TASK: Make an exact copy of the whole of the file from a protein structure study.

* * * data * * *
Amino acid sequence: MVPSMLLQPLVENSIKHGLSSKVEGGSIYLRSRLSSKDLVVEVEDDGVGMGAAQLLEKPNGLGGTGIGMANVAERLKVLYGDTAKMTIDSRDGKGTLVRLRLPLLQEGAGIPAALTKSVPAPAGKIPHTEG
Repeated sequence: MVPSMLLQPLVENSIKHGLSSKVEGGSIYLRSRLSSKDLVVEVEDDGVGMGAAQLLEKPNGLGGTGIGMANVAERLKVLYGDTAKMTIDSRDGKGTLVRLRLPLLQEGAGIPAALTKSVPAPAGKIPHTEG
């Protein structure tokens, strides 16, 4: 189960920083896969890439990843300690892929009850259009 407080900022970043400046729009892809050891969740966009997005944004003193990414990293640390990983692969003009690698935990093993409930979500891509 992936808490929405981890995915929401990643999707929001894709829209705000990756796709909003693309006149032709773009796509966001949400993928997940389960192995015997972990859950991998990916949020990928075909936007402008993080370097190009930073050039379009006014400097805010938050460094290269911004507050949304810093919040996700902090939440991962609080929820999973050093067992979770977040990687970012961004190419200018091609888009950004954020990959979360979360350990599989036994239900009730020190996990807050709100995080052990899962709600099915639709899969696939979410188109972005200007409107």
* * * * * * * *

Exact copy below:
Amino acid sequence: MVPSMLLQPLVENSIKHGLSSKVEGGSIYLRSRLSSKDLVVEVEDDGVGMGAAQLLEKPNGLGGTGIGMANVAERLKVLYGDTAKMTIDSRDGKGTLVRLRLPLLQEGAGIPAALTKSVPAPAGKIPHTEG
Repeated sequence: MVPSMLLQPLVENSIKHGLSSKVEGGSIYLRSRLSSKDLVVEVEDDGVGMGAAQLLEKPNGLGGTGIGMANVAERLKVLYGDTAKMTIDSRDGKGTLVRLRLPLLQEGAGIPAALTKSVPAPAGKIPHTEG
């Protein structure tokens, strides 16, 4: 189960920083896969890439990843300690892929009850259009 407080900022970043400046729009892809050891969740966009997005944004003193990414990293640390990983692969003009690698935990093993409930979500891509 992936808490929405981890995915929401990643999707929001894709829209705000990756796709909003693309006149032709773009796509966001949400993928997940389960192995015997972990859950991998990916949020990928075909936007402008993080370097190009930073050039379009006014400097805010938050460094290269911004507050949304810093919040996700902090939440991962609080929820999973050093067992979770977040990687970012961004190419200018091609888009950004954020990959979360979360350990599989036994239900009730020190996990807050709100995080052990899962709600099915639709899969696939979410188109972005200007409107």